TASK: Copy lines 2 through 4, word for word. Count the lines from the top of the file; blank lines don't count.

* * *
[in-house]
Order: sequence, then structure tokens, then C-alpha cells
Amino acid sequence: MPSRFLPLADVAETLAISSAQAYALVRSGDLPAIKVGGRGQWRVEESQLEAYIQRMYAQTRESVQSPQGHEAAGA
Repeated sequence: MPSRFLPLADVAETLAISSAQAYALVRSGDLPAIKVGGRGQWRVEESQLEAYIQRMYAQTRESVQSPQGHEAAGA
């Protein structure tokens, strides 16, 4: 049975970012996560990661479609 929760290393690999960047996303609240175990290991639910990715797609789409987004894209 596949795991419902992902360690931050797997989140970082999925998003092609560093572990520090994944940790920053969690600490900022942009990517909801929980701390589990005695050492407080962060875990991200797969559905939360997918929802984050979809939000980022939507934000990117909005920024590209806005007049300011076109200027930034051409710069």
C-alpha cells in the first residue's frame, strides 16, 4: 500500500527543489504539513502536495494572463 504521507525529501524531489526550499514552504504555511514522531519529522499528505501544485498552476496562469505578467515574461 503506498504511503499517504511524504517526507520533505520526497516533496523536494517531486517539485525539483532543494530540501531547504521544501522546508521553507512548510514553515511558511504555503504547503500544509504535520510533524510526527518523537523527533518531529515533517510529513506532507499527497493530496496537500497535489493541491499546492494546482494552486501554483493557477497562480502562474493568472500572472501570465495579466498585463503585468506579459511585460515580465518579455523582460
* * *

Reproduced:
Order: sequence, then structure tokens, then C-alpha cells
Amino acid sequence: MPSRFLPLADVAETLAISSAQAYALVRSGDLPAIKVGGRGQWRVEESQLEAYIQRMYAQTRESVQSPQGHEAAGA
Repeated sequence: MPSRFLPLADVAETLAISSAQAYALVRSGDLPAIKVGGRGQWRVEESQLEAYIQRMYAQTRESVQSPQGHEAAGA